PlayStation Network Offline: Five Reasons it's a Good Thing
Yes, the PSN debacle sucks for everyone, but there's a silver lining.
PlayStation 3 and PSP owners have had plenty of time to sing the blues, as Sony struggles to get its PlayStation Network online after hackers torpedoed the service and made off with customers' personal information.
To say this is a black eye for Sony is a huge understatement, especially with less than a month to go before the Electronic Entertainment Expo, where Sony plans to give the media a better look at its upcoming Next Generation Portable (NGP) and map out a console strategy for 2011 and beyond.
Will the company recover? Absolutely. We've seen worse disasters in the corporate world. Just look at Toyota's accelerator issue. People still purchase the Camry and Prius.
Taking this a step further, we think the PSN issue will only benefit the video game industry moving forward. Here's why...
It forces companies to strengthen network security
Sony took a few unexpected right hooks to the back of the head, but on the positive side, this embarrassing breach will force the publisher and other companies to re-evaluate online security, thus taking the necessary steps to make sure this never happens again, or at the very least, lesson the chances.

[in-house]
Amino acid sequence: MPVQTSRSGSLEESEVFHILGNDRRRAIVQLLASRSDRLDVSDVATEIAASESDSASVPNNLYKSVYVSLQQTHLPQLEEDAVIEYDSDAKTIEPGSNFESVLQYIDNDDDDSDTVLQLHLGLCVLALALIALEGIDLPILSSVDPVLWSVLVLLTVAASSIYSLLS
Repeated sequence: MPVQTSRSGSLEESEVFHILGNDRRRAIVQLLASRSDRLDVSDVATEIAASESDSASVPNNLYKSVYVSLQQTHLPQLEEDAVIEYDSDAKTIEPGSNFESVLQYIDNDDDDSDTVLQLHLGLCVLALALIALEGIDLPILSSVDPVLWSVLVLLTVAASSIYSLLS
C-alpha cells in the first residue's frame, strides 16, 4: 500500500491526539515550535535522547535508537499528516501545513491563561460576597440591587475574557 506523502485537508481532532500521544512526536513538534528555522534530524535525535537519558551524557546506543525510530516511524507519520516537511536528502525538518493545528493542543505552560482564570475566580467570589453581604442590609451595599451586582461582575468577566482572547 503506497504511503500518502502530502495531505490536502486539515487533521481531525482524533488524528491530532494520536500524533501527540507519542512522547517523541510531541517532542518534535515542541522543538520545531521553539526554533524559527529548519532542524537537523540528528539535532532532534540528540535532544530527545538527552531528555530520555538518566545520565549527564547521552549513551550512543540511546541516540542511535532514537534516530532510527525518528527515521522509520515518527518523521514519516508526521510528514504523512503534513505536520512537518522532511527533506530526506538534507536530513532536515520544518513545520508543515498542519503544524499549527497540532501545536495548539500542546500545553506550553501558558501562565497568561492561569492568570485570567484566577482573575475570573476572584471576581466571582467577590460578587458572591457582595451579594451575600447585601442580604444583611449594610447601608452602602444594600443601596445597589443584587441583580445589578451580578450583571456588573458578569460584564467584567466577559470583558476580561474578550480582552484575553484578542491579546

It validates the need for physical media
If you scoffed at Sony's decision to nix the UMD drive from the PSP Go, feel free to bask in the proverbial sun, because this is your moment. The Go was essentially crippled by the PSN breach, as users (especially new owners) couldn't download games to the hard drive. That said, you can expect to see discs and cartridges/game cards for years to come.
It humbled Sony
Let's face it, all of these console manufacturers are arrogant to a certain degree, and every so often, they need a grim reminder that empires don't last forever. Just look at Nintendo and the GameCube. After years of dominance, Mario and Co. came in third behind Microsoft and Sony. The result? The Nintendo Wii, one of the best selling and revolutionary machines of all time.
How does this apply to Sony? Expect more humble and devoted executives when E3 rolls around, as well as fewer mistakes/bonehead decisions moving forward. Bottom line, they have more to lose.
You'll receive free stuff
Sony chose to take the high road, offering PSN subscribers a year of free credit monitoring, an ID theft policy, a free month of PlayStation Plus and other content. For some users, this doesn't make up for more than two weeks of darkness, but as the saying goes, something is better than nothing.
You plowed through the old backlog
We have a stack of games still shrink-wrapped, the result having to devote most of our time to mobile content. At least with PSN down, we were able to enjoy some DS games. Most importantly, we purchased retail PSPs to finally experience Kingdom Hearts: Birth by Sleep. That probably wouldn't have happened had PSN been live.